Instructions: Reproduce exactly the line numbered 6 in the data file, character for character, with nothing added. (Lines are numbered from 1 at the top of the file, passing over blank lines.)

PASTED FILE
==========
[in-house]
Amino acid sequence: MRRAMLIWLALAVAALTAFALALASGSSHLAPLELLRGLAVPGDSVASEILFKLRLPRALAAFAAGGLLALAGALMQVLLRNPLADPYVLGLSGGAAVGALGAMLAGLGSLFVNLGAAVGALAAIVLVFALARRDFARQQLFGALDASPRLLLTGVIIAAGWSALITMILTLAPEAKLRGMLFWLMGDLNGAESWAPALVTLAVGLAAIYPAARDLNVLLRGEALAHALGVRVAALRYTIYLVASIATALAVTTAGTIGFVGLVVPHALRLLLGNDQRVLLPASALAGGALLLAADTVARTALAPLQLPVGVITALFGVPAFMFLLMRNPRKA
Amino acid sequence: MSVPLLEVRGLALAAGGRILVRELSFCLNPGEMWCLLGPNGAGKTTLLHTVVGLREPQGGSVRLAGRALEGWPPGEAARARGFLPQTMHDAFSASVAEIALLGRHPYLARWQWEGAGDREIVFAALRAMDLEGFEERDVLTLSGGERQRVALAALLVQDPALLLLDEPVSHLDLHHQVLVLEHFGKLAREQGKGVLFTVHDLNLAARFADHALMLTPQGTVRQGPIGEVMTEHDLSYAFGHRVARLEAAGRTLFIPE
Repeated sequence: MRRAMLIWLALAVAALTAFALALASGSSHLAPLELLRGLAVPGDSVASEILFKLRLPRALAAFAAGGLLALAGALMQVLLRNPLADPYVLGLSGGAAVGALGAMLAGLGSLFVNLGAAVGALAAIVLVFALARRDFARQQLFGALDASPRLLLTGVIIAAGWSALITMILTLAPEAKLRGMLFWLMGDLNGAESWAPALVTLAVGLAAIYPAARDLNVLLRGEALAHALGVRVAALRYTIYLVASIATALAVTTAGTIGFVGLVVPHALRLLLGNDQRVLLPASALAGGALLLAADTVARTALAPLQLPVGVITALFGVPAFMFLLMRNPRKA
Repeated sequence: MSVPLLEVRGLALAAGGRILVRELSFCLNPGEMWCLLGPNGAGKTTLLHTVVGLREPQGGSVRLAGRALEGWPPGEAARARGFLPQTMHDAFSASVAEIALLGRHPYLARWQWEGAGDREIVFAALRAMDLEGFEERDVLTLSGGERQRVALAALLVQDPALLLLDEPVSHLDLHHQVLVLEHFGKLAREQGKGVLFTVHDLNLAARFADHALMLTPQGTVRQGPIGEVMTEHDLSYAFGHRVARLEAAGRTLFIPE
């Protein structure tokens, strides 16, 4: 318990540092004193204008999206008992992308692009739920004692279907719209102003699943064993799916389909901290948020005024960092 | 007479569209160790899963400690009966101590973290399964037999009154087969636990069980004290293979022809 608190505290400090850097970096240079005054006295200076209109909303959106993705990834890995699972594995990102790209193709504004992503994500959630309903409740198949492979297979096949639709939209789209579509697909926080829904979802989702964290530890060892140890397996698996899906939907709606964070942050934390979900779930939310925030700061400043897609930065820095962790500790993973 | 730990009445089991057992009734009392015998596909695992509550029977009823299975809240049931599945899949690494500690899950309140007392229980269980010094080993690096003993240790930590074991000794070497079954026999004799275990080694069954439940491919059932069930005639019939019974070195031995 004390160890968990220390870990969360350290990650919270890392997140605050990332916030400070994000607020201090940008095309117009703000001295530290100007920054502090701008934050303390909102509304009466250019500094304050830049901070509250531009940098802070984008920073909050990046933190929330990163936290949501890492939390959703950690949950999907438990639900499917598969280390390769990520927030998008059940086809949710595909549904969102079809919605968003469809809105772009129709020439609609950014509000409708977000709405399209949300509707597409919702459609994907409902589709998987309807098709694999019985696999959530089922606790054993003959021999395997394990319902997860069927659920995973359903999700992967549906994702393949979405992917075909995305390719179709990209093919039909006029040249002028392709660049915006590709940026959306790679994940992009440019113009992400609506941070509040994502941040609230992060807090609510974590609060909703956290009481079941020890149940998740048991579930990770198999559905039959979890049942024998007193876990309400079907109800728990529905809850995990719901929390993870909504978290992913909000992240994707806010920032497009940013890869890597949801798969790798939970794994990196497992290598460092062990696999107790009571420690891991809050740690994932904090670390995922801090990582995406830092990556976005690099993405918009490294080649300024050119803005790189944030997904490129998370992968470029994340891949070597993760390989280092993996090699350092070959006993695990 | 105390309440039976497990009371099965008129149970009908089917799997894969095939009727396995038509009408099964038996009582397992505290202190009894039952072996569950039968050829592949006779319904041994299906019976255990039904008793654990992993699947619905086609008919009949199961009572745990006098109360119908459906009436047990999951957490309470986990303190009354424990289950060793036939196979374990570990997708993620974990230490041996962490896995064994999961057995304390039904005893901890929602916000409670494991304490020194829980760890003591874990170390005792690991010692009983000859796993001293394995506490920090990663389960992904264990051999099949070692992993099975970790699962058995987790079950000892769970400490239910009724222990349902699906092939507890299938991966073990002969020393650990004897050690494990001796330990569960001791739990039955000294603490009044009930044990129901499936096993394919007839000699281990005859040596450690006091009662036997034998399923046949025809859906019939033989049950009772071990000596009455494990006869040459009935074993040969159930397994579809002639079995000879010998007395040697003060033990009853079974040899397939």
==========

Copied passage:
């Protein structure tokens, strides 16, 4: 318990540092004193204008999206008992992308692009739920004692279907719209102003699943064993799916389909901290948020005024960092 | 007479569209160790899963400690009966101590973290399964037999009154087969636990069980004290293979022809 608190505290400090850097970096240079005054006295200076209109909303959106993705990834890995699972594995990102790209193709504004992503994500959630309903409740198949492979297979096949639709939209789209579509697909926080829904979802989702964290530890060892140890397996698996899906939907709606964070942050934390979900779930939310925030700061400043897609930065820095962790500790993973 | 730990009445089991057992009734009392015998596909695992509550029977009823299975809240049931599945899949690494500690899950309140007392229980269980010094080993690096003993240790930590074991000794070497079954026999004799275990080694069954439940491919059932069930005639019939019974070195031995 004390160890968990220390870990969360350290990650919270890392997140605050990332916030400070994000607020201090940008095309117009703000001295530290100007920054502090701008934050303390909102509304009466250019500094304050830049901070509250531009940098802070984008920073909050990046933190929330990163936290949501890492939390959703950690949950999907438990639900499917598969280390390769990520927030998008059940086809949710595909549904969102079809919605968003469809809105772009129709020439609609950014509000409708977000709405399209949300509707597409919702459609994907409902589709998987309807098709694999019985696999959530089922606790054993003959021999395997394990319902997860069927659920995973359903999700992967549906994702393949979405992917075909995305390719179709990209093919039909006029040249002028392709660049915006590709940026959306790679994940992009440019113009992400609506941070509040994502941040609230992060807090609510974590609060909703956290009481079941020890149940998740048991579930990770198999559905039959979890049942024998007193876990309400079907109800728990529905809850995990719901929390993870909504978290992913909000992240994707806010920032497009940013890869890597949801798969790798939970794994990196497992290598460092062990696999107790009571420690891991809050740690994932904090670390995922801090990582995406830092990556976005690099993405918009490294080649300024050119803005790189944030997904490129998370992968470029994340891949070597993760390989280092993996090699350092070959006993695990 | 105390309440039976497990009371099965008129149970009908089917799997894969095939009727396995038509009408099964038996009582397992505290202190009894039952072996569950039968050829592949006779319904041994299906019976255990039904008793654990992993699947619905086609008919009949199961009572745990006098109360119908459906009436047990999951957490309470986990303190009354424990289950060793036939196979374990570990997708993620974990230490041996962490896995064994999961057995304390039904005893901890929602916000409670494991304490020194829980760890003591874990170390005792690991010692009983000859796993001293394995506490920090990663389960992904264990051999099949070692992993099975970790699962058995987790079950000892769970400490239910009724222990349902699906092939507890299938991966073990002969020393650990004897050690494990001796330990569960001791739990039955000294603490009044009930044990129901499936096993394919007839000699281990005859040596450690006091009662036997034998399923046949025809859906019939033989049950009772071990000596009455494990006869040459009935074993040969159930397994579809002639079995000879010998007395040697003060033990009853079974040899397939």